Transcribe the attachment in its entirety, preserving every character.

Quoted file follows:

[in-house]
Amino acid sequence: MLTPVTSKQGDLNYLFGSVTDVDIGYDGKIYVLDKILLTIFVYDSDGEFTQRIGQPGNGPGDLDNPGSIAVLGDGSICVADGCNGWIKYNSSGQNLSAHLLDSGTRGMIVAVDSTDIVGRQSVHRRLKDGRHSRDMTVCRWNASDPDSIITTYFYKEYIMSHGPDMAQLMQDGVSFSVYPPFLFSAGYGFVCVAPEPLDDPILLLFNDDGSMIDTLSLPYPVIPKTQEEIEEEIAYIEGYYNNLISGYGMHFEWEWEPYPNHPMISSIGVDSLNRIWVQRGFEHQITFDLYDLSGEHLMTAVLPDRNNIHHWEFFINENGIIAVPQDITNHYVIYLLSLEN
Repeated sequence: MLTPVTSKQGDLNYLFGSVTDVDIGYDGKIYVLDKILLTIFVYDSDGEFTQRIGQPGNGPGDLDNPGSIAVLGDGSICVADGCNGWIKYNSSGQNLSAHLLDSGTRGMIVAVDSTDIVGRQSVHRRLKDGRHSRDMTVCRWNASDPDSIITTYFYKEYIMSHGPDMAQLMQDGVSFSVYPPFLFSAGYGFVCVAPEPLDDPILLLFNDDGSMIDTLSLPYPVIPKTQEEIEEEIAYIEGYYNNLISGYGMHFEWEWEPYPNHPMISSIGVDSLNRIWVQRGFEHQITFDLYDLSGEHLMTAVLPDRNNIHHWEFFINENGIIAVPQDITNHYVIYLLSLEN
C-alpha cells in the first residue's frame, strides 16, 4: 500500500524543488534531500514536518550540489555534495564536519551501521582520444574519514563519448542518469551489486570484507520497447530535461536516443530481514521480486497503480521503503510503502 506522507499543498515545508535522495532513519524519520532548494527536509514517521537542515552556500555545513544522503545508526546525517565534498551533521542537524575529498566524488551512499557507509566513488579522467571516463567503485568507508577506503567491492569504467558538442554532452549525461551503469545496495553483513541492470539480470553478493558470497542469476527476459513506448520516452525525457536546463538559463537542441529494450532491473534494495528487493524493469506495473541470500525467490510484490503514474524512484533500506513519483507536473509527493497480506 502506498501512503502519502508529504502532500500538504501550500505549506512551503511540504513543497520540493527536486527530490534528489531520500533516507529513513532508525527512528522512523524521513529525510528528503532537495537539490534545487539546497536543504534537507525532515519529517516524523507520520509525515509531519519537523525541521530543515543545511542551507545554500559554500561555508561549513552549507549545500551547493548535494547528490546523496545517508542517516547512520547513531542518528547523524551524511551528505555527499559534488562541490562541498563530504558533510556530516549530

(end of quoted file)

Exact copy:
[in-house]
Amino acid sequence: MLTPVTSKQGDLNYLFGSVTDVDIGYDGKIYVLDKILLTIFVYDSDGEFTQRIGQPGNGPGDLDNPGSIAVLGDGSICVADGCNGWIKYNSSGQNLSAHLLDSGTRGMIVAVDSTDIVGRQSVHRRLKDGRHSRDMTVCRWNASDPDSIITTYFYKEYIMSHGPDMAQLMQDGVSFSVYPPFLFSAGYGFVCVAPEPLDDPILLLFNDDGSMIDTLSLPYPVIPKTQEEIEEEIAYIEGYYNNLISGYGMHFEWEWEPYPNHPMISSIGVDSLNRIWVQRGFEHQITFDLYDLSGEHLMTAVLPDRNNIHHWEFFINENGIIAVPQDITNHYVIYLLSLEN
Repeated sequence: MLTPVTSKQGDLNYLFGSVTDVDIGYDGKIYVLDKILLTIFVYDSDGEFTQRIGQPGNGPGDLDNPGSIAVLGDGSICVADGCNGWIKYNSSGQNLSAHLLDSGTRGMIVAVDSTDIVGRQSVHRRLKDGRHSRDMTVCRWNASDPDSIITTYFYKEYIMSHGPDMAQLMQDGVSFSVYPPFLFSAGYGFVCVAPEPLDDPILLLFNDDGSMIDTLSLPYPVIPKTQEEIEEEIAYIEGYYNNLISGYGMHFEWEWEPYPNHPMISSIGVDSLNRIWVQRGFEHQITFDLYDLSGEHLMTAVLPDRNNIHHWEFFINENGIIAVPQDITNHYVIYLLSLEN
C-alpha cells in the first residue's frame, strides 16, 4: 500500500524543488534531500514536518550540489555534495564536519551501521582520444574519514563519448542518469551489486570484507520497447530535461536516443530481514521480486497503480521503503510503502 506522507499543498515545508535522495532513519524519520532548494527536509514517521537542515552556500555545513544522503545508526546525517565534498551533521542537524575529498566524488551512499557507509566513488579522467571516463567503485568507508577506503567491492569504467558538442554532452549525461551503469545496495553483513541492470539480470553478493558470497542469476527476459513506448520516452525525457536546463538559463537542441529494450532491473534494495528487493524493469506495473541470500525467490510484490503514474524512484533500506513519483507536473509527493497480506 502506498501512503502519502508529504502532500500538504501550500505549506512551503511540504513543497520540493527536486527530490534528489531520500533516507529513513532508525527512528522512523524521513529525510528528503532537495537539490534545487539546497536543504534537507525532515519529517516524523507520520509525515509531519519537523525541521530543515543545511542551507545554500559554500561555508561549513552549507549545500551547493548535494547528490546523496545517508542517516547512520547513531542518528547523524551524511551528505555527499559534488562541490562541498563530504558533510556530516549530